Electrical Contractor Magazine

Codes & Standards

 

Essential to the work of the electrical contractor is knowledge of the National Electrical Code, the National Electrical Installation Standards and additional standards and codes administered by the National Fire Protection Association, the Occupational Safety and Health Administration and others. Here is a list of all our articles on codes and standards listed chronologically by issue date. 

In February’s column, I discussed why the Electrical Transmission & Distribution (ET&D) Partnership is an example of an Occupational Safety and Health Administration (OSHA) cooperative program that has worked out extremely well.

Jim Dollard has an extensive background in codes and standards. If you have a query about the National Electrical Code (NEC), Jim will help you solve it. Questions can be sent to codefaqs@gmail.com. Answers are based on the 2014 NEC.
 Abandoned cable in ceiling


Transformer secondary conductor rules are similar to the rules for tap conductors. Rules for transformer secondary conductors and tap conductors are even in the same section of the National Electrical Code (NEC).

Available fault current, short-circuit current rating, arc energy, arc flash hazards, and incident energy are closely related in both the National Electrical Code (NEC) and NFPA 70E, Standard for Electrical Safety in the Workplace.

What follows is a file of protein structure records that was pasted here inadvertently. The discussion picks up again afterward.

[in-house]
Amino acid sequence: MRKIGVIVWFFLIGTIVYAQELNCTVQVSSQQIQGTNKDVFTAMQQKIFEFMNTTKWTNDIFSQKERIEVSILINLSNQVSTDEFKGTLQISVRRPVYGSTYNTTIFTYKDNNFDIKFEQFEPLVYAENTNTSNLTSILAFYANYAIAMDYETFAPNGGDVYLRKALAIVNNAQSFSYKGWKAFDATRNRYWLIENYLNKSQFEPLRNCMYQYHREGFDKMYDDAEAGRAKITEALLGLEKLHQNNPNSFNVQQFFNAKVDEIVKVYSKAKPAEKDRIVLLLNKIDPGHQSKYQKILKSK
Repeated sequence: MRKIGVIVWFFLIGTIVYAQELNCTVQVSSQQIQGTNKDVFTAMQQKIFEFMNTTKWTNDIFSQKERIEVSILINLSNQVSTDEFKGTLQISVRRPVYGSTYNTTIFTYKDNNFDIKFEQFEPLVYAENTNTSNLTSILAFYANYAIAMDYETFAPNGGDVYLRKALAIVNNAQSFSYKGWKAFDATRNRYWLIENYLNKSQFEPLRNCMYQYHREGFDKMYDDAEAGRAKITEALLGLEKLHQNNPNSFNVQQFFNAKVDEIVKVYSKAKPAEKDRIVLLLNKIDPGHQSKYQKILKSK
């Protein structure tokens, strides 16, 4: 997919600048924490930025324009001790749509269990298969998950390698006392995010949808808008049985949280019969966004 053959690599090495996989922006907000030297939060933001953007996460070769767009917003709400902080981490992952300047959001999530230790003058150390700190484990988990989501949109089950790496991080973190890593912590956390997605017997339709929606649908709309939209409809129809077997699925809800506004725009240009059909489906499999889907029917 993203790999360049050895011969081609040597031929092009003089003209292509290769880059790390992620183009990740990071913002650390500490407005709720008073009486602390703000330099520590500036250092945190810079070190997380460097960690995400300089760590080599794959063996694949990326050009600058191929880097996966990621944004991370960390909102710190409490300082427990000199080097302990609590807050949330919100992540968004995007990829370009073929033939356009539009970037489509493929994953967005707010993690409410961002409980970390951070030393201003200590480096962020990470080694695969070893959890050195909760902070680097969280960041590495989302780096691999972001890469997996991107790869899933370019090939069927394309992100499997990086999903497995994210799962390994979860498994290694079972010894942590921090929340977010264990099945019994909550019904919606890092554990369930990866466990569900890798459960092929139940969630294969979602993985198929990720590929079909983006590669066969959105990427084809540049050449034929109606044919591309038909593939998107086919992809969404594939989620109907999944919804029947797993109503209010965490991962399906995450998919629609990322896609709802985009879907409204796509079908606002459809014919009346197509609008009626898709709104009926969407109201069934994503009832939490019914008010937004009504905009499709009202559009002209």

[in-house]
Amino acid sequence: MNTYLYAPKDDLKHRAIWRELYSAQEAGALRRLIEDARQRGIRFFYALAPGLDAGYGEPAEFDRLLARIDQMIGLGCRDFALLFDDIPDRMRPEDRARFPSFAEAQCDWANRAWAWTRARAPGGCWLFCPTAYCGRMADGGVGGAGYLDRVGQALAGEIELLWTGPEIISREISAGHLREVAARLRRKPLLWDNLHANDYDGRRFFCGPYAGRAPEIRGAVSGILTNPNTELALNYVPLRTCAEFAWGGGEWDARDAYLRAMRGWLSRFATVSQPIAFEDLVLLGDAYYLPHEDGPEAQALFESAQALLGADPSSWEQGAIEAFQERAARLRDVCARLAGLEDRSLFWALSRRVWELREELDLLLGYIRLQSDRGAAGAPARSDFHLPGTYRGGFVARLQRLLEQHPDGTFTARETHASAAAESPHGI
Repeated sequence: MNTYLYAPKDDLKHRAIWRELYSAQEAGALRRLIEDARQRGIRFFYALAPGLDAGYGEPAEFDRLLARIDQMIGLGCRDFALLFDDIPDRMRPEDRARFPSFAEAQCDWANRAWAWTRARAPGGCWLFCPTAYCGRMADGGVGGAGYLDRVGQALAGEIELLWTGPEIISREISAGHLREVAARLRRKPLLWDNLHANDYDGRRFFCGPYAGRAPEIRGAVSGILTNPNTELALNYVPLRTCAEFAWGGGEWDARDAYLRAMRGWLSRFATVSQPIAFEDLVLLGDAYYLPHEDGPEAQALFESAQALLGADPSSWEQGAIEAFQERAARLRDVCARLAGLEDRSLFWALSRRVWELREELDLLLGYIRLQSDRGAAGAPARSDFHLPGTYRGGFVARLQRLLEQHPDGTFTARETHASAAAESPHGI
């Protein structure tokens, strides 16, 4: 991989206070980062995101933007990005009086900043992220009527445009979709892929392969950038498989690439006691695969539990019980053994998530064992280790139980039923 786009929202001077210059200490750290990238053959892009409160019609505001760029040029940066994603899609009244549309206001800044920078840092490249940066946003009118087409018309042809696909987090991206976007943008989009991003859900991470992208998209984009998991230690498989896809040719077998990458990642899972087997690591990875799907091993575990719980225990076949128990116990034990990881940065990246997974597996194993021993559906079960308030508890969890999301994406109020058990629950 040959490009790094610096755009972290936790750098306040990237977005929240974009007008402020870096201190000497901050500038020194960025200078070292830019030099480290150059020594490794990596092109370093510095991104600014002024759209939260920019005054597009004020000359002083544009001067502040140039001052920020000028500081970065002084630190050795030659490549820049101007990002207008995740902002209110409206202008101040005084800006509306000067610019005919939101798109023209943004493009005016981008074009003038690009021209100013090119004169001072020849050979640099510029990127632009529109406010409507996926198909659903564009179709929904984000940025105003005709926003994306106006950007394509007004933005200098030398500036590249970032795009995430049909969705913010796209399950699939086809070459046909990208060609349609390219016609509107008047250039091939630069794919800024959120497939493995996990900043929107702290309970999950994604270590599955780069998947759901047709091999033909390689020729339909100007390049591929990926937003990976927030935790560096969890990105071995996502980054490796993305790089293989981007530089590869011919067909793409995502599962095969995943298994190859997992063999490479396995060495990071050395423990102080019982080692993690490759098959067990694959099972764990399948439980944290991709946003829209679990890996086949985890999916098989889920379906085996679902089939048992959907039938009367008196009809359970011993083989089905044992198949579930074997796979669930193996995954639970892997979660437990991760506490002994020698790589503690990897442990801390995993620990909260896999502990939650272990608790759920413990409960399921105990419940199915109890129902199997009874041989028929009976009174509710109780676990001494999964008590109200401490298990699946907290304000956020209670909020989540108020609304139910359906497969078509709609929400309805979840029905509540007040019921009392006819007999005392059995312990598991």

Electrical Contractor Magazine

More on Codes & Standards

 
Box-Fill Calculations, Part VIII

Article 314 C Outlet, Device, Pull and Junction Boxes; Conduit Bodies; Fittings; and Manholes 314.16(B) Box-Fill Calculations Article 314 of the National Electrical Code contains requirements pertaining to the installation and use of all boxes and conduit bodies used as outlet, device, junction or

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Meter Sockets, Laundry Room Receptacles and More

Article 90 Introduction Article 210 Branch Circuits Article 220 Branch-Circuit, Feeder, and Service Calculations Article 230 Services Article 240 Overcurrent Protection Article 250 Grounding Article 310 Conductors for General Wiring Article 406 Receptacles, Cord Connectors and Attachment Plugs (Cap

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Box-Fill Calculations, Part VII

314.16(B) Box-Fill Calculations The National Electrical Code contains provisions for the maximum numbers and sizes of conductors that can be installed in boxes and conduit bodies.

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GFCI Requirements Expand in 2005 NEC

Ground-fault circuit interrupter (GFCI) protection for personnel or a similar protection technique has been in the National Electrical Code (NEC) since 1962 with specific reference to GFCI and its definition found in the 1968 NEC.

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Grounding Electrode Conductors in a Building

Grounding electrodes are required to be installed and connected to electrical services and to some feeders or branch circuits in separate buildings remotely located from the service.

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Box-Fill Calculations, Part VI

ARTICLE 314 C OUTLET, DEVICE, PULL AND JUNCTION BOXES; CONDUIT BODIES; FITTINGS; AND MANHOLES

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Working in the Garage

The required placement of receptacles in the wall above a kitchen countertop is uncertain where an appliance garage is present. The Code requirements are the following: “210.52 Dwelling Unit Receptacle Outlets. (C) Countertops (1) Wall Counter Spaces.

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